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How Do I Give First Aid for Bee Stings?

Bee.
Antihistamines may be taken to treat pain and inflammation caused by a bee sting.
Antihistamine creams can help with a bee sting.
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  • Written By: Christina Edwards
  • Edited By: W. Everett
  • Last Modified Date: 23 January 2015
  • Copyright Protected:
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When treating someone who has been stung by a bee, it is important to remove the singer from a person's arm and immediately wash the area with soap and warm water, if possible. You can then spread mud or a baking soda paste on the area and allow it to dry. Cold compresses, pain medications, and antihistamines can also help relieve pain, swelling, and itching in the area. There are times, however, when typical first aid for bee stings may not be enough. For example, a bee sting can be dangerous in individuals with bee sting allergies, and they should be seen by emergency medical professionals as soon as possible.

Unlike wasps, which can sting a person multiple times, most bees can only sting once before they die. When a bee stings a person, its stinger usually gets embedded into the skin, along with a sac filled with poison. If the stinger and sac are not removed promptly, the poison will continue to be pumped into the body. Removing the stingers is one of the most important parts of first aid for bee stings. Stingers can be removed by either scraping or brushing them away, or by pulling them out of the skin.

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The next step in first aid for bee stings is washing the area. Although an infection from a bee sting is rare, it can still occur. To help prevent this, the area should be washed thoroughly with soap and warm water.

You can also use several natural treatments when you are administering first aid for bee stings. Covering the area with a baking soda paste or mud are two of the most popular natural bee sting treatments. As the paste or mud dries, it draws some of the poison out of the area. This method is generally considered unsanitary, however, and the area should be washed thoroughly after the dried mud is removed.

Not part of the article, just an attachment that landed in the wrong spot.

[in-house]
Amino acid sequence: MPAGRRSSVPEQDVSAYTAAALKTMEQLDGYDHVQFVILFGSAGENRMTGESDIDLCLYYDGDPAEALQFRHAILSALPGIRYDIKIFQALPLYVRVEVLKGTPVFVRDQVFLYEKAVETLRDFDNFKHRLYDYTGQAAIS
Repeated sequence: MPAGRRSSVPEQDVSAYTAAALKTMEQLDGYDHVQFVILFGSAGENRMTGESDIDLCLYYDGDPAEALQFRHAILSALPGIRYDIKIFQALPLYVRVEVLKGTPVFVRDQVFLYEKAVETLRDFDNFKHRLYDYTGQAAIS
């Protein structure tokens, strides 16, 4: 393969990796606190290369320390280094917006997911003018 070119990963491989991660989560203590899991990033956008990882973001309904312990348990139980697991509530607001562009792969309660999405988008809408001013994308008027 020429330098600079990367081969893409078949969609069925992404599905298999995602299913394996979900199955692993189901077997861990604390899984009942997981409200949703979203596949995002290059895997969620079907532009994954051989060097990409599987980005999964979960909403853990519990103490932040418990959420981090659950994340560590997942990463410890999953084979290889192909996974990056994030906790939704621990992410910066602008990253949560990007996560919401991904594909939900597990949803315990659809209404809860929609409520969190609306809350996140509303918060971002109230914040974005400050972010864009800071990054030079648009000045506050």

Cold compresses can also be used as first aid for bee stings. Most experts agree, however, that ice should not be applied to bee stings. Instead, you can apply a cold, damp washcloth to the area for several minutes. This can help relieve pain and swelling.

Many over-the-counter medications can also be used for first aid for bee stings. Many pain relievers, for instance, not only help reduce the pain of a bee sting, but they can also help relieve inflammation and swelling. Oral and topical antihistamines, as well as hydrocortisone, can help relieve the itching that occurs after a bee sting.

While you will most likely be able to treat the majority of bee stings at home, some will require immediate medical attention. Individuals who are stung several times should be checked out by a medical professional, for example. Also, anyone who is stung in the mouth or nose should also see a doctor as soon as possible, since these areas can swell rapidly and make breathing difficult.

A bee allergy can sometimes cause a severe reaction, known as anaphylaxis. This can sometimes cause the tongue or throat to swell so much that a person is unable to breath. People with bee allergies are usually advised to carry an epinephrine shot with them at all times. Even when these shots are used, a person with a bee allergy should still seek emergency medical attention, since the effects will often wear off after several minutes.

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umbra21
Post 3

@Iluviaporos - You can inadvertently upset a hive of bees, by stumbling on it by accident. There was a very active hive established by my mother's vegetable garden last summer and we had to be careful not to upset them (although they were wonderful for pollinating the crops).

Medications for treating bee stings are a good thing to have on hand anyway, since mostly they are useful for a wide range of ailments. But if you do happen to get stung in a bad place, like near your eye or mouth or throat, it's definitely worth getting it checked to make sure you aren't going to be in danger. Remember that if the swelling is dangerous, it will probably happen very quickly, so don't wait to see if it's going to be bad, just start driving. You can always turn back if it turns out to be nothing.

lluviaporos
Post 2

@irontoenail - Well, as long as people aren't complacent about it. Remember being stung once isn't a guarantee that you're not allergic, since the reaction won't happen until the second sting anyway.

And multiple stings could kill anyone, even if they aren't allergic. Although multiple stings aren't likely to happen unless you set out to upset a hive, which, needless to say, is an extremely foolish thing to do.

irontoenail
Post 1

Ideally you should scrape away the stinger, because pulling it out, even with tweezers, might cause you to squeeze on the poison sac at the tip and push more venom into the sting.

Mostly it's not really a big deal for an adult who isn't allergic to bee stings. It might upset a child considerably, but often I think the fear is worse than the actual sting.

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